In 1999 World Champion pylon racer Jon Sharp retired his very successful ‘Nemesis” Formula One racing aircraft in favor of doing something very new, highly exotic and exceedingly risky. He had been considering a new approach to the design of closed-pylon race planes for some time, and thought that the time was right to jump from his previous interests in Formula One air racing, to the new Sports Class.
This division was relatively new to the sport or air racing, and was primarily based on high-performance, two-place, kit-built aircraft established on general aviation lines. The idea for the new division was to reduce the total cost of air racing, while at the same time seeding the field for new generations of air racers going forward.
Sharp’s effort bore fruit in form of a new aircraft design he referred to as the NXT, for ‘Neoteric eXperimental Technology’, and appended the original ‘Nemesis’ name to the new design. Subsequently, and in order to conform with Sport Class rules, Sharp and his small design team offered his design to other air racers who presumably would build their own NXT’s and thereby meet one of the principal goals of the new racing division.
In 2004 the airplane was rolled out at the National Air Races At Reno, and the shape of the new aircraft immediately cause a stir, although its initial foray was less than impressive in the speed department cause by a series of teething problems, including an unexpected gear retraction that bent the underside of the little airplane significantly.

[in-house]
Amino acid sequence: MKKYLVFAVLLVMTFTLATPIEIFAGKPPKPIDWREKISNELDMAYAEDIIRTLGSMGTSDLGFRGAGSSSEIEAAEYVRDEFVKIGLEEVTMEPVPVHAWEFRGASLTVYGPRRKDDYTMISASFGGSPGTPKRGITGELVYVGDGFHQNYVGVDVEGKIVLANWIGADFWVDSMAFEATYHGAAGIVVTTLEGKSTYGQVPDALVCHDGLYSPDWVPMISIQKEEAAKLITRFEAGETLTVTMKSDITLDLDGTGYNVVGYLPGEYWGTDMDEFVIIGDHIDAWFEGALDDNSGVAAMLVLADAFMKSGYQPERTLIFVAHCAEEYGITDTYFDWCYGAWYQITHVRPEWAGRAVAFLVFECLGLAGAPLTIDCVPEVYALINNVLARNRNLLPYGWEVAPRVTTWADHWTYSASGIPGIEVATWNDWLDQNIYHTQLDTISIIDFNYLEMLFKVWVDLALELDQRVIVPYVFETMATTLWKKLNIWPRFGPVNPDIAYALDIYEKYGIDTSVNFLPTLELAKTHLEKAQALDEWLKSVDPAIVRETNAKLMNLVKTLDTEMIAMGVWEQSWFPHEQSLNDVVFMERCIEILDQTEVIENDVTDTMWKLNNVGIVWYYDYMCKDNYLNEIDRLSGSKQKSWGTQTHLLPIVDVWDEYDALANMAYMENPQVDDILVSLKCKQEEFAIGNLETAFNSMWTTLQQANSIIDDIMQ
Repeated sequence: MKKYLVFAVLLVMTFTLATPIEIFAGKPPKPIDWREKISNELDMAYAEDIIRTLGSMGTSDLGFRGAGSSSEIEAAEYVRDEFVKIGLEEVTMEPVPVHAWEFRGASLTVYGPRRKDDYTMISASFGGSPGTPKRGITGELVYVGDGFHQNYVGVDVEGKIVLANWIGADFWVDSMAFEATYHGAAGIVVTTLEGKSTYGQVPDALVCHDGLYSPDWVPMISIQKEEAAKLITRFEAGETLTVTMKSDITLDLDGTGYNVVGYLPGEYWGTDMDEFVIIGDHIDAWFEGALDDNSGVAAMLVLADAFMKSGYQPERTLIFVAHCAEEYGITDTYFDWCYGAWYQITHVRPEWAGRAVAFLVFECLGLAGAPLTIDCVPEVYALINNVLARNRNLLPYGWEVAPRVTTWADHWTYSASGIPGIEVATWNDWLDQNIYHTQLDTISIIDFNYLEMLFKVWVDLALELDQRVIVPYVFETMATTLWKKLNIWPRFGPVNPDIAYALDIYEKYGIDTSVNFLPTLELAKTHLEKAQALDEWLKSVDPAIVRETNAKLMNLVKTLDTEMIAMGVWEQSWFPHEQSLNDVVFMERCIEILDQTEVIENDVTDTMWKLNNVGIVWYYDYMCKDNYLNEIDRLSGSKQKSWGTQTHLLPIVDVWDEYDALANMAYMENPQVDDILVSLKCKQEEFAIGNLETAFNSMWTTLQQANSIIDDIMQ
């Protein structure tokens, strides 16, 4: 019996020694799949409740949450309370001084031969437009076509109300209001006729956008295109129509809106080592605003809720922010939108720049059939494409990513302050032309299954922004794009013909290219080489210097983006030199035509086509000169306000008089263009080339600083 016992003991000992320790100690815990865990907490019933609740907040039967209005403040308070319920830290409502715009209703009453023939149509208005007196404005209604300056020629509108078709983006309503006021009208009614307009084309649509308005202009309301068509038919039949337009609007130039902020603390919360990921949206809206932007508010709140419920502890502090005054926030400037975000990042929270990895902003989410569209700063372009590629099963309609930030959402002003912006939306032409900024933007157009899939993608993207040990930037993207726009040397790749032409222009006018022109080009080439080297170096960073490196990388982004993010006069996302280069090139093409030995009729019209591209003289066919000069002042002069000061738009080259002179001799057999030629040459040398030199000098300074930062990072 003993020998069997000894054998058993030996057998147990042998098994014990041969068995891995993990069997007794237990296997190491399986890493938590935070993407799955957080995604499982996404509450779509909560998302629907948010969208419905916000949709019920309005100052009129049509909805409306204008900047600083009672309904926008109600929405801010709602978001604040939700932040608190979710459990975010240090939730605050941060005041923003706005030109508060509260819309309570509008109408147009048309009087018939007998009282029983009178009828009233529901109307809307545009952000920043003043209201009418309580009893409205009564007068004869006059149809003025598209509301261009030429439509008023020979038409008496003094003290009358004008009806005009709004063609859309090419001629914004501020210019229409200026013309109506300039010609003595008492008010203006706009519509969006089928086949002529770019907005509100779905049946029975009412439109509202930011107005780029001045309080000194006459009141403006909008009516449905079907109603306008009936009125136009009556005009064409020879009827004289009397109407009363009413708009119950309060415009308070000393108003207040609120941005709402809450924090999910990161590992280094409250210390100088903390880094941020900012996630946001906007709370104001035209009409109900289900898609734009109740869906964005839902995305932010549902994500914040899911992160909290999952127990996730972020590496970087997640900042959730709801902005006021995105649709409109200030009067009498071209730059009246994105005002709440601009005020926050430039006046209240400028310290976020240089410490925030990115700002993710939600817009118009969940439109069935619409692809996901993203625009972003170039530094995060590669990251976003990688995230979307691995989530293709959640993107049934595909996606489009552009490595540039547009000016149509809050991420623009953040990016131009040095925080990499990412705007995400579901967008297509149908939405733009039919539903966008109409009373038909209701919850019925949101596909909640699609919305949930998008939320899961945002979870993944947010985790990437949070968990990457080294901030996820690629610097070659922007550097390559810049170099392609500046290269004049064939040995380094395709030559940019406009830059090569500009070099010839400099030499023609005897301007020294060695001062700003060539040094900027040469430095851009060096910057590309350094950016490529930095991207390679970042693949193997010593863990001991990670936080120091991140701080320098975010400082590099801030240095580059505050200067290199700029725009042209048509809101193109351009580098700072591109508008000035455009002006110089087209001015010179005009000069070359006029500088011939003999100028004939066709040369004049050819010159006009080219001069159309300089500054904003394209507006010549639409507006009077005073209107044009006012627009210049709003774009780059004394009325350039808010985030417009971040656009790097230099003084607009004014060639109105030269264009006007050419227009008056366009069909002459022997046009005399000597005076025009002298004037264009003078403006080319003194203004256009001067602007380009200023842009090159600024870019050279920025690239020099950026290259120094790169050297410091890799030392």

The following year, still dealing with negative impacts from the 2004 gear failure, the airplane was withdrawn before it could show its speed. In 2006, however, the design finally began to live up to its billing when Sharp and Nemesis won their first Sport Class championship at a speed of .
Subsequently the aircraft really began to pick up speed, and in 2008 surpassed the 400 mph mark, the first Sport Class airplane to ever do so. This milestone was followed up by further speed increases, and in 2009, the airplane produced a blistering top speed of 412 mph during one of that year’s Reno heats.
Throughout all the original trepidations with the original ‘Nemesis’ another NXT builder and NXT reseller named Keith Eldridge continued to birddog Sharp’s effort with his own aircraft ‘Relentless,’ and the two produced some visually stunning performances together. Although Eldridge’s ‘Relentless’ was never able to get enough power on-board his airframe to truly fight head-to-head with ‘Nemesis,’ he did take a 2nd behind Sharp at the 2009 Reno show.
Finally, after 15 air race championships, and due to family health issues, Sharp decided to hang it up in terms of pylon racing in 2011, just before the annual Reno event in September. In the meantime, Eldridge had been selling NXT’s to anyone who would buy one, but with the tough economy, and after Sharp’s departure from the scene, the market begun to dry up.
Although ‘Relentless,’ now powered by a ‘big’ Lycoming 720 engine is being readied for future air racing events, Eldridge has decided to call it a day as a reseller as well. As a result, the only other NXT kit in existence is being offered at the comparatively low price of $225,000.
So, if any of you Adrenalist readers fancy a very, very, very Happy Christmas, contact Keith Eldridge at 805-544-8476, although we should say right up front, that the kit won’t fit under tree. Regardless, as the title of this article suggests, Pure Adrenaline (Is) For Sale. So if you want to own a piece of air racing history, while at the same time owning your own adrenaline-pumping flying machine, contact Keith Eldridge to see if you can get in on some of the fun.